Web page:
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Overtraining/Overfitting in BDTs for HEP and the wider community


I’ve been looking into TMVA alongside some of the less HEP specific multivariate analysis tools (primarily using BDT’s like AdaBoost and gradient boosting such as XGBoost). In the wider non-HEP sense whenever overtraining/overfitting is discussed it is usually in the context of learning curves (e.g see, performance as a function of number of trees in XBGoost)

where over-training is said to be occurring when the performance on the test sample starts to get worse, despite the performance on the training sample improving. So in the above example above 30 Trees, we would say we are over training. At about 5 Trees the performance of test and train are very similar, but as the performance is improving for both so we are undertraining, i.e more training will improve both test and training performance.

However, in TMVA and HEP in general, overtraining is mainly used to describe any difference between test and training performance at all, with plots such as


being used to judge this being very common. However, this doesn’t seem to be common at all outside of HEP, where I struggled to find a single example of such practice that wasn’t TMVA. Similarly, in the wider community differences between the training/test performance (as measured by the absolute difference between the two lines in a learning curve for example) is more commonplace, so long as the performance on the independent test sample is well behaved (usually by studying learning curves or cross-validation), and the performance on the training samples are generally considered a poor metric of performance and aren’t used.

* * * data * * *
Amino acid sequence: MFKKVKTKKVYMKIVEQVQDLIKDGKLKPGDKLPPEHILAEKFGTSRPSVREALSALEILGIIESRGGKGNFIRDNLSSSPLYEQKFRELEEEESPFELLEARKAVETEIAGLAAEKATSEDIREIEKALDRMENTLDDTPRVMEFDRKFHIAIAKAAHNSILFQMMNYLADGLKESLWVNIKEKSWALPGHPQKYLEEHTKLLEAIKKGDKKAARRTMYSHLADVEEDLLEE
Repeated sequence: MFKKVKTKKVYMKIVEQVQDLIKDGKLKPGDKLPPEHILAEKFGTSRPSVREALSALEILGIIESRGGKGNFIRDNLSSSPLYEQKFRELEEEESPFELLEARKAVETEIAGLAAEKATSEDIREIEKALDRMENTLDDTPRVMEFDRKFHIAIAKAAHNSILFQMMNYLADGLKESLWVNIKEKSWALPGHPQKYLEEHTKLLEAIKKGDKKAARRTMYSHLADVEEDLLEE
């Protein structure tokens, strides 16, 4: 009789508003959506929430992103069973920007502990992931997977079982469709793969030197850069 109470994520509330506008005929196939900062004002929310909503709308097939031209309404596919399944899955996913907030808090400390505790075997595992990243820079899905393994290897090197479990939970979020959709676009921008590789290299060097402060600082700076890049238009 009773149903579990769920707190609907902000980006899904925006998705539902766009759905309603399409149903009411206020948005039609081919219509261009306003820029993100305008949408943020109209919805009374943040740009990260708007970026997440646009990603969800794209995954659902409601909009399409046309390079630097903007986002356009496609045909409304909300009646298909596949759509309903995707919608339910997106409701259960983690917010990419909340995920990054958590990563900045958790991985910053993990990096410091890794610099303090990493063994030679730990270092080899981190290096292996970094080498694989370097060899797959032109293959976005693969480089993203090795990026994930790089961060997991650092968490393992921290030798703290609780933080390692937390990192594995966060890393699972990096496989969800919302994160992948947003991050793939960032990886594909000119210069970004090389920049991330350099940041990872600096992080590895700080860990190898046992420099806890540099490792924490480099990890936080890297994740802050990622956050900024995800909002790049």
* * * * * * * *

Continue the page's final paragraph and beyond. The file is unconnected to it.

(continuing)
In a recent talk on modern TMVA by Stefan Wunsch seemed to suggest that this is a HEP thing but the context wasn’t 100% clear to me. Demanding that the test and train samples show similar shapes seems to me to be favoring under-training also. (https://indico.cern.ch/event/773049/contributions/3476171/attachments/1936050/3208338/CHEP_2019__Machine_Learning_with_ROOT_TMVA.pdf)

I guess I don’t have any particular questions, but just maybe to start some discussions about HEP specific trends/manners.


Indeed there’s no specific question, so it’s hard to give an answer. :smiley:
I maybe saw an implicit question, though:
“Is HEP wrongly measuring overtraining?”
To that I would say:
I don’t think so. Whereas the ML community chooses one metric (e.g. log loss), and plots it vs. training epochs, HEP snapshots the classifier response the last point of that graph. If they match, you can infer that training and test will yield the same performance. If they don’t, you are in the regime of overtraining. The way to visualise this just developed differently.

Hi Stephan,

No I agree, if training and test show the same response it is explicitly not overtraining, so I would never say the HEP is wrongly measuring overtraining, but it seems as though HEPs statement is more focused in that the reverse statement “test/train disagree = overtraining” is true, where as the the ML community this doesn’t follow directly from the log-loss curves.

I guess it comes down to a definition of overtraining.

By using a snapshot of the response at 1 point, HEP uses “Any difference in performance between test/train is overtraining”.

Where as the ML community seems to use “If the performance of the independent test sample gets worse with increased training, its overtraining”

So passing the HEP definition implies the ML definition, but not vice versa. Maybe its less about “is it overtraining.” and more about “its overtraining, but it doesn’t matter on performance of the independent test/validation samples”.